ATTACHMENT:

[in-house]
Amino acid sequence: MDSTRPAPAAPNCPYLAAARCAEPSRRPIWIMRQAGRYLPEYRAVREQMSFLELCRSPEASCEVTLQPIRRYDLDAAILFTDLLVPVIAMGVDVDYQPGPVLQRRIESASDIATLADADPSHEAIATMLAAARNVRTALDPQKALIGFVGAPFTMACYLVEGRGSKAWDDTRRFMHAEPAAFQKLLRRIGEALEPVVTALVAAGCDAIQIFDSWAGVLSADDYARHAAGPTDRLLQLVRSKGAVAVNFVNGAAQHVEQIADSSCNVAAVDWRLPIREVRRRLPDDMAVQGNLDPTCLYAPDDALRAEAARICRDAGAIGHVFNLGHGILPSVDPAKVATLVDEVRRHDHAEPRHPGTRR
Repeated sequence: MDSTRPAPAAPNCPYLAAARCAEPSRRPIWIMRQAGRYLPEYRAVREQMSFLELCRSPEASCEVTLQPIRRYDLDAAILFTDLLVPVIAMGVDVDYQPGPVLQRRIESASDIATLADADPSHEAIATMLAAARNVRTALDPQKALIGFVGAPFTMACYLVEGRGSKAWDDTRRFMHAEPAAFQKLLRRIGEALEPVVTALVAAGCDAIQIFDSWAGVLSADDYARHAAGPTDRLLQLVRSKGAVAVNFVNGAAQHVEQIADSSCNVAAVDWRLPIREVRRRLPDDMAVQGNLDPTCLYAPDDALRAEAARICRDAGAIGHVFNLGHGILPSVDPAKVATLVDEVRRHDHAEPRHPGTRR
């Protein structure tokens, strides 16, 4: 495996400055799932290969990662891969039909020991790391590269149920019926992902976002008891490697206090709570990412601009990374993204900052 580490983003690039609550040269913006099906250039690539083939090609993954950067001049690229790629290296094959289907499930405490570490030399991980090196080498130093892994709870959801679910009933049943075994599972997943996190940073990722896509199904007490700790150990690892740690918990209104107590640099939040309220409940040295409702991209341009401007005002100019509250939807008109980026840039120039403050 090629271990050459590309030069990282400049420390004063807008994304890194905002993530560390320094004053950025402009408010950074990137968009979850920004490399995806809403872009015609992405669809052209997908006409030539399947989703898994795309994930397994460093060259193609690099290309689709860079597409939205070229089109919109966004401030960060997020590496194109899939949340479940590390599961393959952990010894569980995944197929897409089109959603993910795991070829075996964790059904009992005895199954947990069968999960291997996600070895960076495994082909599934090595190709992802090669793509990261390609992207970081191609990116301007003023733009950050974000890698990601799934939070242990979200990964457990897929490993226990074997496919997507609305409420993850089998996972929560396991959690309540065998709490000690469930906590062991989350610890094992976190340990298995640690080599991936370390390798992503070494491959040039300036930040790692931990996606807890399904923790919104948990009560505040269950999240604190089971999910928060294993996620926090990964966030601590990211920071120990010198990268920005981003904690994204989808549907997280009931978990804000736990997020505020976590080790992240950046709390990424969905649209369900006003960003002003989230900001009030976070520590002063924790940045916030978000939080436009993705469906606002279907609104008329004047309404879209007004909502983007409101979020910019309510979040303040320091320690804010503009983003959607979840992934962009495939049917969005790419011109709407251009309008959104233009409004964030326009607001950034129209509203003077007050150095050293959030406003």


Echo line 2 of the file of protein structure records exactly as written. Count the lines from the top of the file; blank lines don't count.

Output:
Amino acid sequence: MDSTRPAPAAPNCPYLAAARCAEPSRRPIWIMRQAGRYLPEYRAVREQMSFLELCRSPEASCEVTLQPIRRYDLDAAILFTDLLVPVIAMGVDVDYQPGPVLQRRIESASDIATLADADPSHEAIATMLAAARNVRTALDPQKALIGFVGAPFTMACYLVEGRGSKAWDDTRRFMHAEPAAFQKLLRRIGEALEPVVTALVAAGCDAIQIFDSWAGVLSADDYARHAAGPTDRLLQLVRSKGAVAVNFVNGAAQHVEQIADSSCNVAAVDWRLPIREVRRRLPDDMAVQGNLDPTCLYAPDDALRAEAARICRDAGAIGHVFNLGHGILPSVDPAKVATLVDEVRRHDHAEPRHPGTRR